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Oncolytic Hairpin DNA Pair: Selective Cytotoxic Inducer through MicroRNA-Triggered DNA Self-Assembly

  • Kunihiko Morihiro*
    Kunihiko Morihiro
    Department of Chemistry and Biotechnology, The University of Tokyo, Bunkyo-ku, Tokyo 113-8656, Japan
    *Email: [email protected]
  • Hiraki Osumi
    Hiraki Osumi
    Department of Chemistry and Biotechnology, The University of Tokyo, Bunkyo-ku, Tokyo 113-8656, Japan
    More by Hiraki Osumi
  • Shunto Morita
    Shunto Morita
    Department of Chemistry and Biotechnology, The University of Tokyo, Bunkyo-ku, Tokyo 113-8656, Japan
  • Takara Hattori
    Takara Hattori
    Department of Chemistry and Biotechnology, The University of Tokyo, Bunkyo-ku, Tokyo 113-8656, Japan
  • Manami Baba
    Manami Baba
    Department of Chemistry and Biotechnology, The University of Tokyo, Bunkyo-ku, Tokyo 113-8656, Japan
    More by Manami Baba
  • Naoki Harada
    Naoki Harada
    Department of Chemistry and Biotechnology, The University of Tokyo, Bunkyo-ku, Tokyo 113-8656, Japan
    More by Naoki Harada
  • Riuko Ohashi
    Riuko Ohashi
    Histopathology Core Facility, Faculty of Medicine, Niigata University, Niigata 951-8510, Japan
    Division of Molecular and Diagnostic Pathology, Graduate School of Medical and Dental Sciences, Niigata University, Niigata 951-8510, Japan
    More by Riuko Ohashi
  • , and 
  • Akimitsu Okamoto*
    Akimitsu Okamoto
    Department of Chemistry and Biotechnology, The University of Tokyo, Bunkyo-ku, Tokyo 113-8656, Japan
    *Email: [email protected]
Cite this: J. Am. Chem. Soc. 2023, 145, 1, 135–142
Publication Date (Web):December 20, 2022
https://doi.org/10.1021/jacs.2c08974
Copyright © 2022 American Chemical Society

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    Abstract

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    Artificial nucleic acids have attracted much attention as potential cancer immunotherapeutic materials because they are recognized by a variety of extracellular and intracellular nucleic acid sensors and can stimulate innate immune responses. However, their low selectivity for cancer cells causes severe systemic immunotoxicity, making it difficult to use artificial nucleic acid molecules for immune cancer therapy. To address this challenge, we herein introduce a hairpin DNA assembly technology that enables cancer-selective immune activation to induce cytotoxicity. The designed artificial DNA hairpins assemble into long nicked double-stranded DNA triggered by intracellular microRNA-21 (miR-21), which is overexpressed in various types of cancer cells. We found that the products from the hairpin DNA assembly selectively kill miR-21-abundant cancer cells in vitro and in vivo based on innate immune activation. Our approach is the first to allow selective oncolysis derived from intracellular DNA self-assembly, providing a powerful therapeutic modality to treat cancer.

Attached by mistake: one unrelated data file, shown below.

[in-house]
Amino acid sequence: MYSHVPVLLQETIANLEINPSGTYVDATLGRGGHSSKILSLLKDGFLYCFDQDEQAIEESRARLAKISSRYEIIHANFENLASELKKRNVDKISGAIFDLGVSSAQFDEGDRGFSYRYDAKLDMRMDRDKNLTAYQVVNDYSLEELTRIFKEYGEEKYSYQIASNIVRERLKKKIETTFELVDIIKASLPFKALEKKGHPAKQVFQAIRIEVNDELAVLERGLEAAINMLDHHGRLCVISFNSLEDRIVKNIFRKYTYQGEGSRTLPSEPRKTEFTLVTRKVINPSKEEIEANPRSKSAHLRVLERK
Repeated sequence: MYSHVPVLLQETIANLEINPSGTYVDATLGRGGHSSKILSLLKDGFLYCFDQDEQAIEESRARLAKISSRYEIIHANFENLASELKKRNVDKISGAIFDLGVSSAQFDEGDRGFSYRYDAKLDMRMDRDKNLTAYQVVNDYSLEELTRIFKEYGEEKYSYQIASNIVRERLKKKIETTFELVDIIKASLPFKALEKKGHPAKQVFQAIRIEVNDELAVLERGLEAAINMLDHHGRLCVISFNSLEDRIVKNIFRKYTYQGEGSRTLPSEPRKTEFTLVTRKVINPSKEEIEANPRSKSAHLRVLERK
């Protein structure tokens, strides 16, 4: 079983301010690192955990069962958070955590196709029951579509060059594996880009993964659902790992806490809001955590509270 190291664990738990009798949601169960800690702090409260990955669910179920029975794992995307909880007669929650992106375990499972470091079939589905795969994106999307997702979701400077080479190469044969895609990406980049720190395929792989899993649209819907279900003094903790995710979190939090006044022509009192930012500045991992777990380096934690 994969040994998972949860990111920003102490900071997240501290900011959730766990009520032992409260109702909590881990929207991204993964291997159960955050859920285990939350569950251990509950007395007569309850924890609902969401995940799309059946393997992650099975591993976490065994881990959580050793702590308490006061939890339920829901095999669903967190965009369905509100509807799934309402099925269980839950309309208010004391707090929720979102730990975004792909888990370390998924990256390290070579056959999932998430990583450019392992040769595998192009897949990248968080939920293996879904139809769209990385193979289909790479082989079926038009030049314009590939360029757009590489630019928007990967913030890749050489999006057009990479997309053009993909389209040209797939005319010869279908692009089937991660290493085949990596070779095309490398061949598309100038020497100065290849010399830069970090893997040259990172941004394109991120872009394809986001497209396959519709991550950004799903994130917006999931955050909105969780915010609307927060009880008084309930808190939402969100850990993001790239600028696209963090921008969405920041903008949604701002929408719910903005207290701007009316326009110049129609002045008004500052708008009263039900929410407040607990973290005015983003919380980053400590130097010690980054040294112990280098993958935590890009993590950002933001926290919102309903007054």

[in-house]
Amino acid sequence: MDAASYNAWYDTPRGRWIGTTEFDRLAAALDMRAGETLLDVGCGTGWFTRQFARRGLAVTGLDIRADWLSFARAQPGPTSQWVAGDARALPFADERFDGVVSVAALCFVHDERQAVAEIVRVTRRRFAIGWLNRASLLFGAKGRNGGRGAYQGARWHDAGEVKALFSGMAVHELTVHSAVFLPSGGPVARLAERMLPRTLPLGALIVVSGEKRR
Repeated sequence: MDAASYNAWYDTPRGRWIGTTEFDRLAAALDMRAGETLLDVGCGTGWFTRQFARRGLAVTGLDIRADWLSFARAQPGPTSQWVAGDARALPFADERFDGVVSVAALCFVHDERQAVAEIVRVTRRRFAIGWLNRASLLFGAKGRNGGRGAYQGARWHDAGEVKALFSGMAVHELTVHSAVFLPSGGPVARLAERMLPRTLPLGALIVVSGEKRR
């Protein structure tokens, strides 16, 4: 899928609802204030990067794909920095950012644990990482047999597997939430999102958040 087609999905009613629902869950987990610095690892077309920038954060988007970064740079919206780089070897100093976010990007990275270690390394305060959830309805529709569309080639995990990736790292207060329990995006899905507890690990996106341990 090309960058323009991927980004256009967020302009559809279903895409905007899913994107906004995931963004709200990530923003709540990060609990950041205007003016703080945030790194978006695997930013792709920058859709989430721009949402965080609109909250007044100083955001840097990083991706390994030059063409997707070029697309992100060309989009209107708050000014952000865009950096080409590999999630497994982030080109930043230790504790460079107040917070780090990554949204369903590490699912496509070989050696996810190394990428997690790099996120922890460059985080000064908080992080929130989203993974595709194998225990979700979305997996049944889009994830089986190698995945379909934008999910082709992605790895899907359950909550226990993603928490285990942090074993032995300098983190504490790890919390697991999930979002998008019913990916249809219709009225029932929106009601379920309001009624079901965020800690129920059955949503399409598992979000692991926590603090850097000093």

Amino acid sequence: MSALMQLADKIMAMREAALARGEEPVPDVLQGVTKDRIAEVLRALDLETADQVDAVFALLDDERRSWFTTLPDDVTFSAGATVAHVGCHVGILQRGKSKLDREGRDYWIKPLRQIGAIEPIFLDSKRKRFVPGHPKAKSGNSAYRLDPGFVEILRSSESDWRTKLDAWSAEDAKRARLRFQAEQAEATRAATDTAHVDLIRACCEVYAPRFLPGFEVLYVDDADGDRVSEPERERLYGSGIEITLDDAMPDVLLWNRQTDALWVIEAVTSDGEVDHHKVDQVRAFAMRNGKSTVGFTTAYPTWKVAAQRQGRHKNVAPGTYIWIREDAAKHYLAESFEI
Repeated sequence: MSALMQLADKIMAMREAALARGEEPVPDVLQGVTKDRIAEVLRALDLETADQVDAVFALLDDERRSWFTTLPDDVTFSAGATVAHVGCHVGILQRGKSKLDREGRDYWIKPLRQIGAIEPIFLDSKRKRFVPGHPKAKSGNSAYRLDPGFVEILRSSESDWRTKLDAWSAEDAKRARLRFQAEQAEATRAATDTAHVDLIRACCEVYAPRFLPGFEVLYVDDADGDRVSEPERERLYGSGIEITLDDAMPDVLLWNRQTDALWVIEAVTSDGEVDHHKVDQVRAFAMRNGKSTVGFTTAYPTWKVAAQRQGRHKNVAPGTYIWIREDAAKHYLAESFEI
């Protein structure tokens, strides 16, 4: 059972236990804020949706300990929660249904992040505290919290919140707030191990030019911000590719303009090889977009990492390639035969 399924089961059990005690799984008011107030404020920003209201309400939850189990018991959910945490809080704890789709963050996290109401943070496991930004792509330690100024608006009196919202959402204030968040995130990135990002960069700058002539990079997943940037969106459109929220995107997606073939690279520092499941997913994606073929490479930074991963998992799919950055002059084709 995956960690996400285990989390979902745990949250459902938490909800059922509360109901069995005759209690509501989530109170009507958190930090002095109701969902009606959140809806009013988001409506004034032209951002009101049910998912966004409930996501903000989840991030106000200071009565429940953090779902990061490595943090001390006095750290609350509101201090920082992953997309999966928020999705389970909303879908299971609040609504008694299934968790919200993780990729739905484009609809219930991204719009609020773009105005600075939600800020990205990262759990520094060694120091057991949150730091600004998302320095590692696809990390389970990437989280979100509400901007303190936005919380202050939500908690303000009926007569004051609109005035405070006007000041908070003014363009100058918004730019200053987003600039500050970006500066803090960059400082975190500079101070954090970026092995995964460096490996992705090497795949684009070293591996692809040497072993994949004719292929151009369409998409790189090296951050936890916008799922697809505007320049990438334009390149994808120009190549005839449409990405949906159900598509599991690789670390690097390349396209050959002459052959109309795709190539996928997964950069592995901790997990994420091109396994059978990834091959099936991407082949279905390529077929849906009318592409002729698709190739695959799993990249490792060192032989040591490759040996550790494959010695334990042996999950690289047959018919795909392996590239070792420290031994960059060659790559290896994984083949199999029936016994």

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    The Supporting Information is available free of charge at https://pubs.acs.org/doi/10.1021/jacs.2c08974.

    • Additional experimental details, oligonucleotide sequences used, and figures, including photographs of mice (PDF)

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    Cited By

    This article is cited by 2 publications.

    1. Kunihiko Morihiro, Shunto Morita, Naoki Harada, Manami Baba, Jongmin Yum, Mitsuru Naito, Kanjiro Miyata, Genta Nagae, Akimitsu Okamoto. RNA Oncological Therapeutics: Intracellular Hairpin RNA Assembly Enables MicroRNA-Triggered Anticancer Functionality. Journal of the American Chemical Society 2024, 146 (2) , 1346-1355. https://doi.org/10.1021/jacs.3c09524
    2. Xiaoqi Ou, Zhengli Wan, Ying Xiong, Ke Huang, Zeliang Wei, Zulimire Nuermaimaiti, Yanting Chen, Duerdanna Yiliya, Hongyin Lin, Zhenjie Dai, Yi Li, Piaopiao Chen. Homogeneous Dual Fluorescence Count of CD4 in Clinical HIV-Positive Samples via Parallel Catalytic Hairpin Assembly and Multiple Recognitions. ACS Applied Materials & Interfaces 2023, 15 (32) , 38285-38293. https://doi.org/10.1021/acsami.3c06742

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